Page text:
Stewart joins John Armstrong of Connecticut and Lane McCotter and Gary DeLand of Utah as members of a growing list of civilians with checkered records who were placed in positions of power overseeing the reconstitution and running of Iraq's prison system. While serving in Iraq McCotter and Stewart even dubbed themselves the "Baghdad Duo" while traveling the country in their roles working for the Department of Justice.

Schumer's revelations concerning Stewart come on the heels of his discoveries concerning John Armstrong, who was forced from his post as the head of Connecticut’s corrections department for defending abuses of prisoners before eventually serving in a high-ranking management position overseeing the Iraqi prison system. While running Connecticut’s prison system, Armstrong made a practice of shipping even low-level offenders to a supermax facility in Virginia which was notorious for its use of excessive force - ranging from unjustified use of stun guns shooting 50,000 volts through prisoners to locking inmates in five-point restraints for such lengthy periods that they were routinely forced to defecate on themselves.

Armstrong resigned under a cloud of credible allegations that he tolerated and personally engaged in the sexual harassment of female employees under his command.

Lane McCotter, who had a similarly disturbing history of defending inmate abuses, was also tapped to be one of four individuals sent by the Department of Justice to redevelop Iraq’s prison system. McCotter was forced out of the top spot in Utah's Department of Corrections when a schizophrenic prisoner died after being strapped to a chair naked for sixteen hours. His record was further tainted when the DOJ investigated a New Mexico prison that was run by a private corrections firm that employed McCotter for failing to provide inmates with a safe environment and adequate medical facilities.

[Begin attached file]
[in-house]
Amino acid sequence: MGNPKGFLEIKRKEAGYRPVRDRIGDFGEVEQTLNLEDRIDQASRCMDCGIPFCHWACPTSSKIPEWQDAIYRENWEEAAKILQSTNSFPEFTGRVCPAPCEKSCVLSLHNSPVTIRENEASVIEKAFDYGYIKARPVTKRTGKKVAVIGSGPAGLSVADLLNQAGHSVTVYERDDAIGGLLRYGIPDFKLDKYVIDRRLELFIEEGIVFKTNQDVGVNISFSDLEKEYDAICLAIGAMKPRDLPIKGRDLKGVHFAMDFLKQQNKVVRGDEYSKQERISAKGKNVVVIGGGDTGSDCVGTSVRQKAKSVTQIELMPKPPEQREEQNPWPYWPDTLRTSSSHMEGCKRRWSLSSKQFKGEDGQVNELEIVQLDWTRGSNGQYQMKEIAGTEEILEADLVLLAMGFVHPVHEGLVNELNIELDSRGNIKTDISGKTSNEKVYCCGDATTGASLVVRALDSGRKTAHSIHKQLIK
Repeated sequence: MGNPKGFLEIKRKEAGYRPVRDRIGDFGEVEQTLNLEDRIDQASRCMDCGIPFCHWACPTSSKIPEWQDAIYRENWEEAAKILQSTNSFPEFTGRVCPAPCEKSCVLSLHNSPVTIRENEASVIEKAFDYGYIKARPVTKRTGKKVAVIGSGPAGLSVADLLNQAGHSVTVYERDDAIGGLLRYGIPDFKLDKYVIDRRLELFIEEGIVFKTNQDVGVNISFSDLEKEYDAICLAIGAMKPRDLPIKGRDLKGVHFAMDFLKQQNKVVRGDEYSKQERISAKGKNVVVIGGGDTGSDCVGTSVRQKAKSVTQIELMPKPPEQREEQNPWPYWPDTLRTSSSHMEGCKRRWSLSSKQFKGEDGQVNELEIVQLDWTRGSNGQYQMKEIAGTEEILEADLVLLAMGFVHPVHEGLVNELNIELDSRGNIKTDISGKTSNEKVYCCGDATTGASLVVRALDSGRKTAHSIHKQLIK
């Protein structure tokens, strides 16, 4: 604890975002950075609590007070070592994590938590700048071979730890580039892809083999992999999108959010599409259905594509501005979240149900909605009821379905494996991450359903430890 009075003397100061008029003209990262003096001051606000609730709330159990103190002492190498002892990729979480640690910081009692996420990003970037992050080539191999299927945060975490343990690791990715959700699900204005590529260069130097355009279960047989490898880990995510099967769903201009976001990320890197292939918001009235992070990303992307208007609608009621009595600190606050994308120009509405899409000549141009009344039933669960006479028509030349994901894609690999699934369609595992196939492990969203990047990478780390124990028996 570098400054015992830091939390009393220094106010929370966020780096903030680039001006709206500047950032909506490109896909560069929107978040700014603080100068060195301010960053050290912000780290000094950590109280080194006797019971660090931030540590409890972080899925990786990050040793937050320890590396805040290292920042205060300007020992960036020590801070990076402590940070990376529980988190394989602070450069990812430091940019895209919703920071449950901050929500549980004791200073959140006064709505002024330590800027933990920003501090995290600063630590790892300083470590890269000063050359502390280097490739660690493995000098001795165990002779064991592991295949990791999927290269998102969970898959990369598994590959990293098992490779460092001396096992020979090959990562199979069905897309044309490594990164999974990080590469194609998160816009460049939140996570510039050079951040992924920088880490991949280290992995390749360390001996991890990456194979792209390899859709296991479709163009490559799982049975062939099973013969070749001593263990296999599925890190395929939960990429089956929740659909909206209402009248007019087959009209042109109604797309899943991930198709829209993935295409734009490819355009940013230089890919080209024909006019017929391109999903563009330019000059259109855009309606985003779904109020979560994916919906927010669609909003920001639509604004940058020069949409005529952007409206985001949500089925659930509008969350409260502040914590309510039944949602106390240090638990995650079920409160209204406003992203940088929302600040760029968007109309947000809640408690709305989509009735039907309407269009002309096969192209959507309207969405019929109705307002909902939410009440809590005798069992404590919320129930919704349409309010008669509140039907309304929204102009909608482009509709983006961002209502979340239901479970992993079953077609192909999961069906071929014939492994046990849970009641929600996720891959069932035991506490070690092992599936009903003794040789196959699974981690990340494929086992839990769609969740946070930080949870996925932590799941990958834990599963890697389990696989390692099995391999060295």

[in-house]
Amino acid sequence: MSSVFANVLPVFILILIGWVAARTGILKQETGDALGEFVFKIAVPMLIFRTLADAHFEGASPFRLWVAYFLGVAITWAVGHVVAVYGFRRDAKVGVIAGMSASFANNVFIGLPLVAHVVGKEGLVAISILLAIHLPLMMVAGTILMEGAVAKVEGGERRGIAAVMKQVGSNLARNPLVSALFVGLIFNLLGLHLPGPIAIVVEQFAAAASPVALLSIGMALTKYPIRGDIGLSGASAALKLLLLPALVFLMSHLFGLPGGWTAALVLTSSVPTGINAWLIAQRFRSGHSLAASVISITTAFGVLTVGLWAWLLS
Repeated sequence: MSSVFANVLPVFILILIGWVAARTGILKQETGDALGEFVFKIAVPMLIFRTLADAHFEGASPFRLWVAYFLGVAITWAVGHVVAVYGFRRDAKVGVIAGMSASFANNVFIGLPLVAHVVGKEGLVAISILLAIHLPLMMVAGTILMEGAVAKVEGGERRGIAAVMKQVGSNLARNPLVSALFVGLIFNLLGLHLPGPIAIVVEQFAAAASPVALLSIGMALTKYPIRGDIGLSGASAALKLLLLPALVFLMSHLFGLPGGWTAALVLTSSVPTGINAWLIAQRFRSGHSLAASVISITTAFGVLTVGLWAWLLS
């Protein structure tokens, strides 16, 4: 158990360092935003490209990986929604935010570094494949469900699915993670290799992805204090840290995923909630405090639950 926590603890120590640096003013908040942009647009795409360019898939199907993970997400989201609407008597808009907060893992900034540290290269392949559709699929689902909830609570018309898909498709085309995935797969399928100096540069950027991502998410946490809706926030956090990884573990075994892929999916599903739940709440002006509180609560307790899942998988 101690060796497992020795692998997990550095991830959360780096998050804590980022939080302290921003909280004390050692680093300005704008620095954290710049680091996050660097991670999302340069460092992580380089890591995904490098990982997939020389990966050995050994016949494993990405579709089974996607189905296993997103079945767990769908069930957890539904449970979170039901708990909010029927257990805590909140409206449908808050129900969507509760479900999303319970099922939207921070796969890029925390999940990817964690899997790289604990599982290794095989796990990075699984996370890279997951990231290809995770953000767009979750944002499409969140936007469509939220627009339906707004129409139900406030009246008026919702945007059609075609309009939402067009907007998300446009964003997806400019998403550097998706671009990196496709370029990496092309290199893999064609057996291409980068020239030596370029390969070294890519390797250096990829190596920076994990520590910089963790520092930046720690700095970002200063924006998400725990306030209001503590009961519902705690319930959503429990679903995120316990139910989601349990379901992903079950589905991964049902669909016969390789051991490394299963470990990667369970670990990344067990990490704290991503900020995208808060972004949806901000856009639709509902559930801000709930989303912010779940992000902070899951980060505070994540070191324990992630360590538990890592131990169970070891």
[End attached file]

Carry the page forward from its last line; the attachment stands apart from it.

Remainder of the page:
Gary DeLand served in the same position later held by McCotter, as head of Utah's Department of Corrections, in the late 1980's. According to Salt Lake City Mayor Rocky Anderson, Deland was well known for the "sadistic" manner in which he ran the state's penal institutions. DeLand was also recruited to help reconstitute Iraq's prison system, including Abu Ghraib.

"A pattern like this just doesn't happen spontaneously," said Schumer. "It is time for the Department of Justice to explain how lightening managed to strike four times in the same place. This why I am calling on the Inspector General to investigate how the United States government manage to send four individuals with histories of involvement in prisoner abuse cases to oversee a prison system that is now notorious for prisoner abuse. Given the far reaching impact of the revelations of abuse at Abu Ghraib it is vital that we answer this fundamental question, and we must answer it soon."

Letter to Department of Justice Inspector General Glenn Fine Attached